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Art Cashin: Dalio May Be Right in Call for Market's Blow-off Top

Wednesday, 24 January 2018 05:36 PM

Investors who had waiting for a stock pullback are finally giving up and are buying anyway, closely followed trader Art Cashin told business channel CNBC.

The Dow pushed to a fresh all-time high Wednesday, while the S&P 500 and Nasdaq slid from records amid weakness in airline and computer chip shares. The Dow Jones Industrial Average rose 0.2 percent to close at 26,252.12, surpassing the record set Monday. The Nasdaq Composite Index dropped 0.6 percent to 7,415.06, while the broad-based S&P 500 lost 0.1 percent at 2,837.54, after both posted multiple record days.

Investors "late to the party are beginning to say, 'wait a minute, this train is pulling out. I can't wait much longer,'" said Cashin, UBS director of floor operations at the New York Stock Exchange.

"Everybody's been waiting to buy the dip," Cashin said, but now investors are saying, "'I may not get that dip.'" 

Cashin said Bridgewater Associates founder Ray Dalio may be right in his predictiong that investors may see "a market blowoff" rally fueled by cash entering the market.

"[Dalio] talked about ... people who haven't gotten in yet and I think you're seeing a little bit of that here," Cashin said. "It wouldn't take much to turn these sparks into a real blaze."

Nobel Prize-winning economist Robert Shiller warns savvy investors that the seemingly endless Trump bull-run stock market rally really doesn’t need much to stop it dead in its tracks.

"People ask 'well what will trigger it (a market correction)?' But it doesn't need a trigger, it's the dynamics of bubbles inherently makes them come to an end eventually," the Yale University economics professor told CNBC.

Markets could "absolutely suddenly turn," said Shiller, who was awarded the Nobel Prize in Economic Sciences with Eugene Fama and Lars Peter Hansen in 2013.

He said he believed the bull market was hard to attribute totally to the U.S. political factors.

"The strong bull market in the U.S. is often attributed to the situation in the U.S. but it's not unique to the U.S. anyway, so it's hard to know what the world story is that's driving markets up at this time, I think it's more subtle than we recognize," said Shiller, who developed the cyclically adjusted price-earnings (CAPE) ratio market valuation measure, which is calculated using price divided by the index's average historical 10-year earnings, adjusted for inflation.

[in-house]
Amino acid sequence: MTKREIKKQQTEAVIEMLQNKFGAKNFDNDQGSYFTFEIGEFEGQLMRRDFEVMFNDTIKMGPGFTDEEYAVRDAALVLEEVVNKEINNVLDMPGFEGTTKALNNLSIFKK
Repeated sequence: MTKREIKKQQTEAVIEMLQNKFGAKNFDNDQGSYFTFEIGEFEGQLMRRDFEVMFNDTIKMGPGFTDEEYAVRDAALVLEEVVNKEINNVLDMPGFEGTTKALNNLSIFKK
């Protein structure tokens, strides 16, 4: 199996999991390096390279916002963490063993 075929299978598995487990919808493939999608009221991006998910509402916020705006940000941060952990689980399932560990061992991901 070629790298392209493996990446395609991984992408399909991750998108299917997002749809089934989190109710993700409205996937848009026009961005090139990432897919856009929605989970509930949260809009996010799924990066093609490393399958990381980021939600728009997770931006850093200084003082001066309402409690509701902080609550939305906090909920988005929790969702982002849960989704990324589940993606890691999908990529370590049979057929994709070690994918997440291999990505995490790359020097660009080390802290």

He said it was hard to define scientifically what could trigger markets to fall into a correction. A "correction" is commonly defined as a temporary drop of at least 10 percent adjust for an overvaluation.

"Something will be invented to explain it once it happens. If you go back to the most famous correction in 1929 there was no (one event) people look back and try to find something but it sounds contrived," said Shiller, who also helped develop the widely-followed S&P/Case-Shiller Home Price Indices.

To be sure, Wall Street’s main indexes were higher Tuesday as upbeat results from Netflix, Travelers outweighed concerns of the potential impact of President Donald Trump’s decision to impose steep import tariffs.

South Korea and China protested against Trump’s move to impose import tariffs on washing machines and solar panels, with Seoul saying it would respond to the spread of protectionist measures.

“We don’t know if this is the beginning of something larger or if it’s something that will escalate into a trade war,” Art Hogan, chief market strategist at B. Riley FBR in Boston, told Reuters.

Hogan also said it sparked fears about U.S. walking away from NAFTA.

NAFTA’s future hangs in the balance this week as negotiators from the United States, Canada and Mexico try to settle major differences over revamping a pact that Trump has threatened to abandon.

For his part, Trump says the mainstream liberal media twists the facts and distorts reality.

"Do you notice the Fake News Mainstream Media never likes covering the great and record setting economic news, but rather talks about anything negative or that can be turned into the negative. The Russian Collusion Hoax is dead, except as it pertains to the Dems. Public gets it!" the president recently tweeted.

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Investors who had waiting for a stock pullback are finally giving up and are buying anyway, closely followed trader Art Cashin told business channel CNBC.The Dow pushed to a fresh all-time high Wednesday, while the S&P 500 and Nasdaq slid from records amid weakness in...
cashin, dalio, cash, market
Wednesday, 24 January 2018 05:36 PM
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